Arthur began to rub my back in a comforting gesture. It was more than enough to quiet my sobs. I removed my face from my hands and looked up at him. “Don’t fret, Mary.” He told me. “We’ll make it stop. We’ll just need the proper treatment.” As he rubbed my back, I felt a contentment that I hadn’t felt in a long time. I felt as though I was being looked at for the first time. I don’t mean the regular way that someone looks at someone else, I mean the special way that someone looks at someone else. How do I describe it? Usual where someone just looks at you, they’re only looking at the superficial things like clothes or hair, but when someone really looked at you, they see more than hair or clothing. They see the aura that surrounds you, and they see inside your heart. That was what Arthur did. Somehow, saw my sadness, and then took the time to listen to my problems. There was probably over a dozen people at our house, but only he saw. I liked being looked at.

“I’ll talk to your parents about finding the right psychotherapist.” Said my great uncle. At the time, I didn’t know what a psychotherapist was, but I smiled nevertheless. Someone must had saw me cry and told my mother, because it wasn’t long before I noticed my mother making her toward us. I’ve seen mother worry about their children before, but there wasn’t a hint of worry on my mother’s face. Instead, there was only annoyance.

“What did you do?!” She said in voice loud enough to sound threatening, but silent enough so the other mothers or children couldn’t hear. It already angered me, the way she blamed Arthur. Any other person would had been offended, but Arthur didn’t let it get to him. As always, my great uncle was honest and told her that there was something seriously wrong with me. “Yeah, it’s you!” She snapped at him. She grabbed me by the wrist and dragged me inside the house. Great Uncle Arthur followed closely behind us. Once inside my mother yelled for my father. “Your good-for-nothing uncle is making our daughter cry!” She told him, eventhough it wasn’t true. Upon hearing this, my father turned to his uncle and started yelling profanities at him. Whenever I tried to use my voice, my father would yell at me to stay out of it.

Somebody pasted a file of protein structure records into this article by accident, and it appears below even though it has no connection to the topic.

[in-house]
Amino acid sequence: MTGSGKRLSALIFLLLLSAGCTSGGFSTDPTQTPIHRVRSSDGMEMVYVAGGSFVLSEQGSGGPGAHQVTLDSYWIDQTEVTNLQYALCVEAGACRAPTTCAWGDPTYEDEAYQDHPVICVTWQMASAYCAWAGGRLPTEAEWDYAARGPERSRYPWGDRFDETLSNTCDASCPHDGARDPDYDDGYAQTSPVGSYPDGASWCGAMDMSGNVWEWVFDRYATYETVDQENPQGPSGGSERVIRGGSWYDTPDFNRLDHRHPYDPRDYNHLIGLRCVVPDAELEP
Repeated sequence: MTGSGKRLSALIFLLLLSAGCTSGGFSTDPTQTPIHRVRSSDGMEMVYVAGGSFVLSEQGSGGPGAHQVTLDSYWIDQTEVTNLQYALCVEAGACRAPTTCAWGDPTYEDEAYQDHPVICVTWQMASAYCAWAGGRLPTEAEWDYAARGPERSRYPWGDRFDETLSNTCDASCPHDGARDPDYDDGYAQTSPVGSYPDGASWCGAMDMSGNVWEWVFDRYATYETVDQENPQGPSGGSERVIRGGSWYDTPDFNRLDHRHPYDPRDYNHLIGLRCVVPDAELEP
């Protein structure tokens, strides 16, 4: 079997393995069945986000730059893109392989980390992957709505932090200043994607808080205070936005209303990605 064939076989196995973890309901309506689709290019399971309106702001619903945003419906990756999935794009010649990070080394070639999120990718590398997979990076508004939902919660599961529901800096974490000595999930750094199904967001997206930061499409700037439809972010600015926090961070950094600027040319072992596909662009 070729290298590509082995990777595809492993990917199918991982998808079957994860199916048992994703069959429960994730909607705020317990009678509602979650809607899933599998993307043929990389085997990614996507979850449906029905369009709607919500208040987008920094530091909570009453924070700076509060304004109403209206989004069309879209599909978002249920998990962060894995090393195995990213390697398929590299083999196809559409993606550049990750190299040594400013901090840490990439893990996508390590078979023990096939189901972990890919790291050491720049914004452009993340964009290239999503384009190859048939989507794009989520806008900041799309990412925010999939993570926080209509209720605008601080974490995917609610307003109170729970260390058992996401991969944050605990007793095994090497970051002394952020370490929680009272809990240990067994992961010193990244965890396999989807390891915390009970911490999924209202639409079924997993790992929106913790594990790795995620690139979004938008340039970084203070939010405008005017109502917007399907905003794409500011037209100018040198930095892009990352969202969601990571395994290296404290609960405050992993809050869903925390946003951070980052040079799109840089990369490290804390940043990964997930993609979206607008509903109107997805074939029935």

Arthur never raised his voice, never swore, never fought back. He took my father’s anger like a champion. When it seemed that my father’s tirade was over, my great uncle spoke. He told them exactly what I told him, word for word. “I think Mary has depression. We must get a professional opinion to be sure.” But mother and father didn’t need a professional opinion. I could tell from the shock expressions on their faces that they believed him. For my father, shock quickly turned into anger. For my mother, shock turned into disgust. Arthur started to list the different treatments and medications we could try, but was he quickly interrupted by my father, who said that he wasn’t going to waste his money on drugs.